Monty Don shares ways to stop slugs eating young plants
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Slugs can be a nuisance in the garden, causing damage to crops, flowers and bulbs. Although it can be hard to completely eradicate the problem, gardeners can take measures to try and minimise the damage. Shannen Godwin, a gardening expert at one of the leading plant and bulb companies in the UK, J Parker’s, explained: “Slugs are actually active all year round.
“However, gardeners tend to notice slug activity during springtime.
“Slugs prefer the warm and damp weather that spring brings and thrive on all of the seedlings, bulbs and new growth on plants, which makes their damage more noticeable in spring.”
In the majority of cases, gardeners can become annoyed with slugs because of the damage to plants.
Slugs particularly like young plants and seedlings.
Dahlias, lettuces, sweet peas and hostas are also a favourite for slugs.
The expert added: “However, slugs can cause further problems. For example, the slime trail that slugs leave causes harm to pets when ingested. Pets can suffer vomiting and excessive drool.
“Slugs can also carry the parasite, rat lungworm, which can pass on to pets and even humans, this is why it’s always important to thoroughly wash the fruits and vegetables you grow in the garden.”
Gardeners can take preventative measures now to help protect their garden, including sowing back-up seeds.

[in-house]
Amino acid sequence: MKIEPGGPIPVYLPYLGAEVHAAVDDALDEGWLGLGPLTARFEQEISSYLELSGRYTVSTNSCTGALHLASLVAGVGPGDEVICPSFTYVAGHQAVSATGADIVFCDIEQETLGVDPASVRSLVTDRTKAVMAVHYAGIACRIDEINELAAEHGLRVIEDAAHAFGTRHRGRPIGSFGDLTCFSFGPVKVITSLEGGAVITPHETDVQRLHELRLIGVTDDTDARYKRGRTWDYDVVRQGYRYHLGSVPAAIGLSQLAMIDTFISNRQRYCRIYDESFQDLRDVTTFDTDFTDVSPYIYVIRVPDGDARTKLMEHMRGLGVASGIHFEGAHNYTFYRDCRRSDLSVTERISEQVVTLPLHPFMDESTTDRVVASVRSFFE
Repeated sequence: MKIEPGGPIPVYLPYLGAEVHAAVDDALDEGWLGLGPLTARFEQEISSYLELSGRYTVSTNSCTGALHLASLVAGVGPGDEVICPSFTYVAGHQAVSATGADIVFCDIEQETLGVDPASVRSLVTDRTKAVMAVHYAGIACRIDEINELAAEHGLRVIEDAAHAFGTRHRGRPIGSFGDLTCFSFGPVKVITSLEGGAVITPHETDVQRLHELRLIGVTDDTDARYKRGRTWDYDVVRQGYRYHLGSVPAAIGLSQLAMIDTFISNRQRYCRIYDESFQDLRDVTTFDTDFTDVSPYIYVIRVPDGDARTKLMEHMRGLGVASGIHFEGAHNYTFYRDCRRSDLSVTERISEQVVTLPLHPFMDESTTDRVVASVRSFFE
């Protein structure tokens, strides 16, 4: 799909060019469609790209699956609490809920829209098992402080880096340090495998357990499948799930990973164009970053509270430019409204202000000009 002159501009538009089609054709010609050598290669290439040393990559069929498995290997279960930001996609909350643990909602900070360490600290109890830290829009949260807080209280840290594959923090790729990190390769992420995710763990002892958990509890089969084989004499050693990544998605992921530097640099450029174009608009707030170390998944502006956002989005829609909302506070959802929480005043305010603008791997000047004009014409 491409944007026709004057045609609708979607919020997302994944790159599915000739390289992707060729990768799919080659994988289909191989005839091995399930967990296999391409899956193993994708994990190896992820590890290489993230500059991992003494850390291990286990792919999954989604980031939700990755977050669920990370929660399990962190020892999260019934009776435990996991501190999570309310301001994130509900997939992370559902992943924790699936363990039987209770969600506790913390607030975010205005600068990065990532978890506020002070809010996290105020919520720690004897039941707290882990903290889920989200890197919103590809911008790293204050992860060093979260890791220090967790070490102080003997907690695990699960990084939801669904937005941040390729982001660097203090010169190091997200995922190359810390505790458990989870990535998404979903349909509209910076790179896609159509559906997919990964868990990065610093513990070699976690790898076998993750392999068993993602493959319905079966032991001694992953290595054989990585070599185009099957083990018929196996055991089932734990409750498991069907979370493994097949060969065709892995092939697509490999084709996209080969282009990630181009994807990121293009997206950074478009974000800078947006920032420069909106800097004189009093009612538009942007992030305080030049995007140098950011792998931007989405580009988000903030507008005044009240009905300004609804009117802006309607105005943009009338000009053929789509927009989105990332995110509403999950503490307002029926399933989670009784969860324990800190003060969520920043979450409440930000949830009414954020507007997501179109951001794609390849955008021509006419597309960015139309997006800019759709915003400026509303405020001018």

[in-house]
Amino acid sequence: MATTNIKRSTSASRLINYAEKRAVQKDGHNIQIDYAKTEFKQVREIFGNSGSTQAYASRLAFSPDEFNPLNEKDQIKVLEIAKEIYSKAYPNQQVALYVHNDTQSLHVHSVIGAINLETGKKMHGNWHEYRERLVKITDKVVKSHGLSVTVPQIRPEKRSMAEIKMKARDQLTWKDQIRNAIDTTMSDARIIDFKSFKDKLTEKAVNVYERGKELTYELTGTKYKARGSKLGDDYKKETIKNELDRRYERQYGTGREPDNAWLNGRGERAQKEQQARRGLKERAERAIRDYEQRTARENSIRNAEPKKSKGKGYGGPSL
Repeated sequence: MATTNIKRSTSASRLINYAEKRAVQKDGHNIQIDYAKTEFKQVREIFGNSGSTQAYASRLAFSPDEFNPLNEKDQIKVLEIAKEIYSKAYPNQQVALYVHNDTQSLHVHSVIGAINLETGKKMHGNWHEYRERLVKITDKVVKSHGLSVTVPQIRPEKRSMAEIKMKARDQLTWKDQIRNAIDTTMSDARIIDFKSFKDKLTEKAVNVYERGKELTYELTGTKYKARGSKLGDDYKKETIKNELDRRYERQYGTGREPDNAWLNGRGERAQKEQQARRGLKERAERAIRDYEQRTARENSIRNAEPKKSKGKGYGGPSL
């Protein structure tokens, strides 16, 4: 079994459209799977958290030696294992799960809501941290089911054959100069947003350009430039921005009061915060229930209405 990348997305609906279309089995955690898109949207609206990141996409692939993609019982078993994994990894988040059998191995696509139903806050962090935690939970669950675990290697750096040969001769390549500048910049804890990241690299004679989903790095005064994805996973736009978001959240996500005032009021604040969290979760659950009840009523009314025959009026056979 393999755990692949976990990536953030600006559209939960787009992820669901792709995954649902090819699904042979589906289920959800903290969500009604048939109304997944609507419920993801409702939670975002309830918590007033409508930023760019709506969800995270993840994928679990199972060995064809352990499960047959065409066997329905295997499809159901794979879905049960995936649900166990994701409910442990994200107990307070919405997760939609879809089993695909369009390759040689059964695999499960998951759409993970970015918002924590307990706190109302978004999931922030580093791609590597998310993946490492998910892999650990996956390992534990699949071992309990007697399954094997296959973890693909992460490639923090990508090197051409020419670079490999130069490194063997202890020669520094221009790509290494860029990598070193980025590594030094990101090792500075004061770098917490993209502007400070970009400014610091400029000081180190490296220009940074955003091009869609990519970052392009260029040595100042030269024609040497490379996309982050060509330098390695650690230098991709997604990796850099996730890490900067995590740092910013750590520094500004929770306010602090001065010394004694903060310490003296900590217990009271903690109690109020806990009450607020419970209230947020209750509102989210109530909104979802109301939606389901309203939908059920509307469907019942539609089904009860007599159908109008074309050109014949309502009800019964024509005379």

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According to Shannen, sowing back-up seeds will mean if slugs attack seedlings, gardeners will still have some leftover to replant.
The expert added: “There are lots of garden birds and animals that love to feed on slugs. Hedgehogs, blackbirds, starlings, thrushes and even frogs and toads will enjoy your slugs and will help you keep the slug populations down.
“If you can, adding habitats for these slug predators to thrive can help you to naturally control slug infestations. This may mean adding a pond to your garden, building a log for hedgehogs, increasing a compost heap or adding hedges, shrubs and trees to your garden.
“While you’re waiting for spring gardening activities, now is the perfect time to plan how to add habitats that will attract wildlife to your space.”
Mulching is also a “fantastic way” to protect plants from slugs, especially if a sharp barrier with the mulch is created.
Shannen explained: “Sharp grit, ash and bark can help to ring fence your plants, and most slugs will not cross over the barrier.
“Wood pellets, cat litter and coffee grounds are other mulch materials you can try. However, remember that while this can prevent slugs on the surface, slugs bury underground so it won’t eliminate the risk entirely.”
Gardeners wanting to reduce slug populations can also turn over the soil, which will expose slug eggs buried in the ground.
The expert added: “It is almost impossible to completely eradicate slugs from your garden, but you can create a slug-free zone.
“If you have a patio or gravel area in the garden, this can be a great place to establish your plants in pots until they’re hardy enough for other areas of your garden.”
As well as using gravel, beer traps, eggshells and garlic can also be used.
Salt and seaweed are other food items which can help to keep slugs away, although salt can be damaging for plants if it comes in contact.
Gardeners may want to consider planting slug-resistant plants too such as roses, ferns, hydrangeas and grasses.
Shannen said: “Aromatic herbs are usually great to plant next to your vegetables and seedings. For example, mint and chives can be helpful for companionship between rows of vegetables.”
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